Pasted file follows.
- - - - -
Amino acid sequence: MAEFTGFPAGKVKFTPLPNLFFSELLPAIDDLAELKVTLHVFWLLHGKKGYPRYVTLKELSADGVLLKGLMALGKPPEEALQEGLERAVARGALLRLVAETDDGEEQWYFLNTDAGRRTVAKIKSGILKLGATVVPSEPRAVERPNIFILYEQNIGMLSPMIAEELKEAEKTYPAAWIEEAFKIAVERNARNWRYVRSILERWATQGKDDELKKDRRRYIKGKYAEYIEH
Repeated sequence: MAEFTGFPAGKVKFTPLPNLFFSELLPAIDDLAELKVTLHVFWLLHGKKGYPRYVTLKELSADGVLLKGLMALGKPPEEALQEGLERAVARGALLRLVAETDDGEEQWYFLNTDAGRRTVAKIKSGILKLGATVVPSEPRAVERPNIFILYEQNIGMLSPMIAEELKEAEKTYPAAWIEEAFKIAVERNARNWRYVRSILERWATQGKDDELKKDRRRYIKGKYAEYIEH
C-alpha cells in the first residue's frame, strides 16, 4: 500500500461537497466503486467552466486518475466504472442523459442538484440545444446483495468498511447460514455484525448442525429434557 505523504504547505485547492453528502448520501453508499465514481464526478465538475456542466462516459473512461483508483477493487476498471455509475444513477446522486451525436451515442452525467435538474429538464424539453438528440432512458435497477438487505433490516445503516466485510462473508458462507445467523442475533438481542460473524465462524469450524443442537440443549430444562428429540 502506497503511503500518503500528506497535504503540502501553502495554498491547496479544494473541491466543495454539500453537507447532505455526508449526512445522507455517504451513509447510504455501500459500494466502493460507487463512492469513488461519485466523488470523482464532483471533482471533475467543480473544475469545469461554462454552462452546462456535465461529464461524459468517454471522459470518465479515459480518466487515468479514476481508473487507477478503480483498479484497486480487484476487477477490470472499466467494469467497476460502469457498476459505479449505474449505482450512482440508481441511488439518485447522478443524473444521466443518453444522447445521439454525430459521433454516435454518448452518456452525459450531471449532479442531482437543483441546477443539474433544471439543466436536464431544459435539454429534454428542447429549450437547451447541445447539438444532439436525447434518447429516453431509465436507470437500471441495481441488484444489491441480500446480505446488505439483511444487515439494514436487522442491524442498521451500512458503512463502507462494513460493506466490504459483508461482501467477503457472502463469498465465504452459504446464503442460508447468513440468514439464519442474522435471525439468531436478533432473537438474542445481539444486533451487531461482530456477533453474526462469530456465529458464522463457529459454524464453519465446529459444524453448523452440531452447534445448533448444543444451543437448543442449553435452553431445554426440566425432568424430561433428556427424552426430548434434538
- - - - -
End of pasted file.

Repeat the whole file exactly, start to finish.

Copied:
Amino acid sequence: MAEFTGFPAGKVKFTPLPNLFFSELLPAIDDLAELKVTLHVFWLLHGKKGYPRYVTLKELSADGVLLKGLMALGKPPEEALQEGLERAVARGALLRLVAETDDGEEQWYFLNTDAGRRTVAKIKSGILKLGATVVPSEPRAVERPNIFILYEQNIGMLSPMIAEELKEAEKTYPAAWIEEAFKIAVERNARNWRYVRSILERWATQGKDDELKKDRRRYIKGKYAEYIEH
Repeated sequence: MAEFTGFPAGKVKFTPLPNLFFSELLPAIDDLAELKVTLHVFWLLHGKKGYPRYVTLKELSADGVLLKGLMALGKPPEEALQEGLERAVARGALLRLVAETDDGEEQWYFLNTDAGRRTVAKIKSGILKLGATVVPSEPRAVERPNIFILYEQNIGMLSPMIAEELKEAEKTYPAAWIEEAFKIAVERNARNWRYVRSILERWATQGKDDELKKDRRRYIKGKYAEYIEH
C-alpha cells in the first residue's frame, strides 16, 4: 500500500461537497466503486467552466486518475466504472442523459442538484440545444446483495468498511447460514455484525448442525429434557 505523504504547505485547492453528502448520501453508499465514481464526478465538475456542466462516459473512461483508483477493487476498471455509475444513477446522486451525436451515442452525467435538474429538464424539453438528440432512458435497477438487505433490516445503516466485510462473508458462507445467523442475533438481542460473524465462524469450524443442537440443549430444562428429540 502506497503511503500518503500528506497535504503540502501553502495554498491547496479544494473541491466543495454539500453537507447532505455526508449526512445522507455517504451513509447510504455501500459500494466502493460507487463512492469513488461519485466523488470523482464532483471533482471533475467543480473544475469545469461554462454552462452546462456535465461529464461524459468517454471522459470518465479515459480518466487515468479514476481508473487507477478503480483498479484497486480487484476487477477490470472499466467494469467497476460502469457498476459505479449505474449505482450512482440508481441511488439518485447522478443524473444521466443518453444522447445521439454525430459521433454516435454518448452518456452525459450531471449532479442531482437543483441546477443539474433544471439543466436536464431544459435539454429534454428542447429549450437547451447541445447539438444532439436525447434518447429516453431509465436507470437500471441495481441488484444489491441480500446480505446488505439483511444487515439494514436487522442491524442498521451500512458503512463502507462494513460493506466490504459483508461482501467477503457472502463469498465465504452459504446464503442460508447468513440468514439464519442474522435471525439468531436478533432473537438474542445481539444486533451487531461482530456477533453474526462469530456465529458464522463457529459454524464453519465446529459444524453448523452440531452447534445448533448444543444451543437448543442449553435452553431445554426440566425432568424430561433428556427424552426430548434434538